It’s time to review the Home Inspection Report for the Home Inspection you just attended! Welcome to the second phase of negotiations.
Let me warn you, don’t be alarmed that it will be 30+ pages long. Home inspectors are required by law to indicate many things that we would typically not be worried about. This makes the initial viewing of the report pretty scary. All that being said, we still need to review the report thoroughly. As a reminder, this is not a “to-do” list for the seller. We are looking for structural issues, safety defects, or appliances/mechanicals that are not working.
Here are some of our tips for reviewing your home inspection report:
- Pay particular attention to electrical, plumbing, roof, foundation, or water intrusion issues, as these can be costly to repair.
- If there are any big-ticket items that are concerning to you, decide if you want to have additional inspections performed. For instance, we can bring in a structural engineer, a sewer inspector, an electrician, a pest inspector, etc. If you want to schedule additional inspectors, you’ll be responsible for paying their fees.
- Make a list of items you feel the seller must repair or are unwilling to go through with the transaction.
- Make a second list of items you’d like the seller to address but would be willing to still close on the house without the seller fixing them.
- Make a third list of the items you’re OK with taking care of yourself or feel don’t necessarily need to be addressed.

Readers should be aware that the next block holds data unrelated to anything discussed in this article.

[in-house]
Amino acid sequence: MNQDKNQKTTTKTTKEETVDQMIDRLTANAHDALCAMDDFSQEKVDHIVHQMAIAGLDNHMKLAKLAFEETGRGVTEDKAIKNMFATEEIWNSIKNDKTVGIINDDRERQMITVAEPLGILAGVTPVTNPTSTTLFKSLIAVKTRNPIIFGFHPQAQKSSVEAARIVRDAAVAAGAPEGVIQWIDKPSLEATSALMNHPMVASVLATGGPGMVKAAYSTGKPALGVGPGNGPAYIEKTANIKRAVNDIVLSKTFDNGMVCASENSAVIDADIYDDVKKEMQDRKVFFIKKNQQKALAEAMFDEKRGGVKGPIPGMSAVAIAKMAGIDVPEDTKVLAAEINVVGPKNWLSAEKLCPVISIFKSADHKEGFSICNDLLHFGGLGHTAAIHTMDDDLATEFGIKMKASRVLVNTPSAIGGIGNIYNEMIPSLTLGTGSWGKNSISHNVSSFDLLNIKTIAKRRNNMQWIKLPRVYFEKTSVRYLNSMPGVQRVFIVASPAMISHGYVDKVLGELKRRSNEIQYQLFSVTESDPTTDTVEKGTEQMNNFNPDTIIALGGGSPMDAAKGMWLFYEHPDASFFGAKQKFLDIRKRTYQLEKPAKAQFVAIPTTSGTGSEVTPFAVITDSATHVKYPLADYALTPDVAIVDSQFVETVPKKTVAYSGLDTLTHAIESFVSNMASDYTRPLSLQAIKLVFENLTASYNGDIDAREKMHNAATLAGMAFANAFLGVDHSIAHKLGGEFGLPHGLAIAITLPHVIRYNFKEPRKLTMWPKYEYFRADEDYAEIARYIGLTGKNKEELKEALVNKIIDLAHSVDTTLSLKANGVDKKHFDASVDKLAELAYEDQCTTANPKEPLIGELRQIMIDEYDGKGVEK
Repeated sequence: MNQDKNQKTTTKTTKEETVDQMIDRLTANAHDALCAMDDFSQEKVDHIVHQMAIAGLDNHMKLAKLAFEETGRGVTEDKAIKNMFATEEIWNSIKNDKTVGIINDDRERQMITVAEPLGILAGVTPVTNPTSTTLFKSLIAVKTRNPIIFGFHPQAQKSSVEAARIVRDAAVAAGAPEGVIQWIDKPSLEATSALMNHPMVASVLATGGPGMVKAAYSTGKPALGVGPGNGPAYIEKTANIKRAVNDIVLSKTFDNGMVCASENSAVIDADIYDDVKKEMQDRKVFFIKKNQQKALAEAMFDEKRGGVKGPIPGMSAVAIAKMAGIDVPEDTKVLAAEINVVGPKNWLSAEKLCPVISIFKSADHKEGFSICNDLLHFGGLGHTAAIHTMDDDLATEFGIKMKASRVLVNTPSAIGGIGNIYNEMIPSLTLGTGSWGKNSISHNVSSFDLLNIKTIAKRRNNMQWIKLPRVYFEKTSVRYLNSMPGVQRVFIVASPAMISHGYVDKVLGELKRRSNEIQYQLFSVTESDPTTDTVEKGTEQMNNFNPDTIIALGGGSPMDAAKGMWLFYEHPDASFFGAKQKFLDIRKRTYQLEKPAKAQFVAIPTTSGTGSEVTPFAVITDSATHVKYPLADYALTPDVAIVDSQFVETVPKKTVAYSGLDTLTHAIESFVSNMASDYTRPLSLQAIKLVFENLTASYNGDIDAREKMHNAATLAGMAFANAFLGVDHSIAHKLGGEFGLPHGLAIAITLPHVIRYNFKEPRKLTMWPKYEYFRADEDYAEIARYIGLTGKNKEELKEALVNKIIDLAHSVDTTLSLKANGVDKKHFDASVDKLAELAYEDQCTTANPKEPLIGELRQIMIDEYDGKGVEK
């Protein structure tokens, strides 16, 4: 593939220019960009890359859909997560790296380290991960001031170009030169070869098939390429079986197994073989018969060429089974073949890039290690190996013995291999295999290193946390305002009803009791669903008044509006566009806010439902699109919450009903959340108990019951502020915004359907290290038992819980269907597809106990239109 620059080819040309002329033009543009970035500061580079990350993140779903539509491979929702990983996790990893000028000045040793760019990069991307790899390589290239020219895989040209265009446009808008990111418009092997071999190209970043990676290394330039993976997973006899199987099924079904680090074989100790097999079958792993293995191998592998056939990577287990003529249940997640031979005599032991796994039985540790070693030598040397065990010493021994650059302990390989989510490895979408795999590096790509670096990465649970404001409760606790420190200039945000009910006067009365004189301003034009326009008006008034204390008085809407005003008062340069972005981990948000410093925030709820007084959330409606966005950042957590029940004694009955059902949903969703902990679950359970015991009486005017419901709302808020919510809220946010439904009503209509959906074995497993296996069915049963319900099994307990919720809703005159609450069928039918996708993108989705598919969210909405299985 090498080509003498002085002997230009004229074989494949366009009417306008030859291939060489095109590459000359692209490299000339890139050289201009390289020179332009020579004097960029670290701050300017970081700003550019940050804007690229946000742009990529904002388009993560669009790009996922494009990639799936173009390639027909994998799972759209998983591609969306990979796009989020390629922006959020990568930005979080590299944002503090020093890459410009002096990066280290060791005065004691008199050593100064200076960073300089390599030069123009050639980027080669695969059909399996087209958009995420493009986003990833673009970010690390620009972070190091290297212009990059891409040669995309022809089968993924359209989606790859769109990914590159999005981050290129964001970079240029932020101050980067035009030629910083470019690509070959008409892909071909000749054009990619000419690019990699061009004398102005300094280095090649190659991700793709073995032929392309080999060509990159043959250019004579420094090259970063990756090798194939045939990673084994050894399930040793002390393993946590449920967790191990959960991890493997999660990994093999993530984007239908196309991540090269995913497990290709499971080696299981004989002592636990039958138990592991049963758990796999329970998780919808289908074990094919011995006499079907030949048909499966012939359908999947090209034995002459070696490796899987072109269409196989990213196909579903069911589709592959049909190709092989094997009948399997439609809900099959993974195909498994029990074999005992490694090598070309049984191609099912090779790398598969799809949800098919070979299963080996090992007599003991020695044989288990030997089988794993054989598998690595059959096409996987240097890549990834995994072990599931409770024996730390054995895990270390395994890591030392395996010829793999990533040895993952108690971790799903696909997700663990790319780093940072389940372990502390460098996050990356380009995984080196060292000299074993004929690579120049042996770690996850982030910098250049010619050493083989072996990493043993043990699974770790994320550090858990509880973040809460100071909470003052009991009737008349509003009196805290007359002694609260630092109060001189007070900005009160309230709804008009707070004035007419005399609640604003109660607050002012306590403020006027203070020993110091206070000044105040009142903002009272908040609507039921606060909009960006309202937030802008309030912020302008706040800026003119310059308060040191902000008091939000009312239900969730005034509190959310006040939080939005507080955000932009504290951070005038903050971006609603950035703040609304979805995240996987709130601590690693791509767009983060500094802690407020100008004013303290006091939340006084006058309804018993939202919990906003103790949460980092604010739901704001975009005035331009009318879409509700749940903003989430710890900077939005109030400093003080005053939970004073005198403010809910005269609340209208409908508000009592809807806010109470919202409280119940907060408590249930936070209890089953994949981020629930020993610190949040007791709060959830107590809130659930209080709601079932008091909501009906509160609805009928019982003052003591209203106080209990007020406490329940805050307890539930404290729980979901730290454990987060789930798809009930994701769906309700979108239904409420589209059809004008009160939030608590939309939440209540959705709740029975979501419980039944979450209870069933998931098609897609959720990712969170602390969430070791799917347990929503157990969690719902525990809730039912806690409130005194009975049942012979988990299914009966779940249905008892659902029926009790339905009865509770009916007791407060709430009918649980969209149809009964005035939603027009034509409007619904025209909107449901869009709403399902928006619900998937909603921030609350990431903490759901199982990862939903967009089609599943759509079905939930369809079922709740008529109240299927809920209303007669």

- Once you’ve done this, email us your list, and we’ll review it and suggest changes if you’re leaving out an expensive repair, not asking for enough, asking for too much, etc.
- Keep in mind that you can ask the sellers to repair items or provide a credit for you to fix the things after closing. Credits go towards your closing costs. For instance, if we negotiate a $2,000 inspection credit, that amount would come directly off your closing costs. Therefore, you’d bring to closing $2,000 less than initially expected. That way, you have that $2,000 to do needed repairs after the closing.
- Remember that the things on the inspection report which are important are:
- Safety issues
- Structural issues
- Functional components, such as appliances that are not working
- When deciding on a home, focus on safety issues and items that don’t work. Unless you buy new construction, asking for paint touch-ups or gutter cleaning is not recommended – these cosmetic flaws aren’t typically indicative of a major issue with the home and should be accepted as part of the purchase. Remember that finding a perfect home may mean investing in new construction.
Once we’ve agreed on a strategy, we’ll negotiate the inspection repairs with the seller’s agent.
We will send a document (Due Diligence and Inspection Response) that lists out all of the repairs you request for you to sign and then send it to the seller’s agent. The seller then has 72 hours to respond to our request. When the seller’s response is received, you, the buyer, will have 72 hours to respond. Your options will be to accept their response or cancel the contract and receive your deposit back.
Before the final walk-through, you will need to ensure that any agreed-upon repairs were completed by the seller. They should provide receipts as proof of completion.